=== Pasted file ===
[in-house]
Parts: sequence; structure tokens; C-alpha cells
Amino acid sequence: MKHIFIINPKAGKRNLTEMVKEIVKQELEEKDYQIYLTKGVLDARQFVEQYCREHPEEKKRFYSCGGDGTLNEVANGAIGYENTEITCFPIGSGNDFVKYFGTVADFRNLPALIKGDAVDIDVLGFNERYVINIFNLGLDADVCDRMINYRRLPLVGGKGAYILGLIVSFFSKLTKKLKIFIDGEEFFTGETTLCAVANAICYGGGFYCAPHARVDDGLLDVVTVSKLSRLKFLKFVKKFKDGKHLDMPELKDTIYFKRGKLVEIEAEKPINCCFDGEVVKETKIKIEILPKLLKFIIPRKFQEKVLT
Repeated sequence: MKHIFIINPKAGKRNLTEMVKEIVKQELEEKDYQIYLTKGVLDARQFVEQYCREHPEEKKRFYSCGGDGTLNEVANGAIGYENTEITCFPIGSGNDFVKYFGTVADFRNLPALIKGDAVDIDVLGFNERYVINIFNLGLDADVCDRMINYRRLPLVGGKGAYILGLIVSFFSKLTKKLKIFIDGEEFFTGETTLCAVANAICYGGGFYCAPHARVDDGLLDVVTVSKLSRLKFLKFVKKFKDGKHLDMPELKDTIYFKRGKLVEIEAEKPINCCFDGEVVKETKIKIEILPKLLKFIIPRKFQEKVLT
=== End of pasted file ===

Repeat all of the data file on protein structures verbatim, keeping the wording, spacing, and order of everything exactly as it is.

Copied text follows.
[in-house]
Parts: sequence; structure tokens; C-alpha cells
Amino acid sequence: MKHIFIINPKAGKRNLTEMVKEIVKQELEEKDYQIYLTKGVLDARQFVEQYCREHPEEKKRFYSCGGDGTLNEVANGAIGYENTEITCFPIGSGNDFVKYFGTVADFRNLPALIKGDAVDIDVLGFNERYVINIFNLGLDADVCDRMINYRRLPLVGGKGAYILGLIVSFFSKLTKKLKIFIDGEEFFTGETTLCAVANAICYGGGFYCAPHARVDDGLLDVVTVSKLSRLKFLKFVKKFKDGKHLDMPELKDTIYFKRGKLVEIEAEKPINCCFDGEVVKETKIKIEILPKLLKFIIPRKFQEKVLT
Repeated sequence: MKHIFIINPKAGKRNLTEMVKEIVKQELEEKDYQIYLTKGVLDARQFVEQYCREHPEEKKRFYSCGGDGTLNEVANGAIGYENTEITCFPIGSGNDFVKYFGTVADFRNLPALIKGDAVDIDVLGFNERYVINIFNLGLDADVCDRMINYRRLPLVGGKGAYILGLIVSFFSKLTKKLKIFIDGEEFFTGETTLCAVANAICYGGGFYCAPHARVDDGLLDVVTVSKLSRLKFLKFVKKFKDGKHLDMPELKDTIYFKRGKLVEIEAEKPINCCFDGEVVKETKIKIEILPKLLKFIIPRKFQEKVLT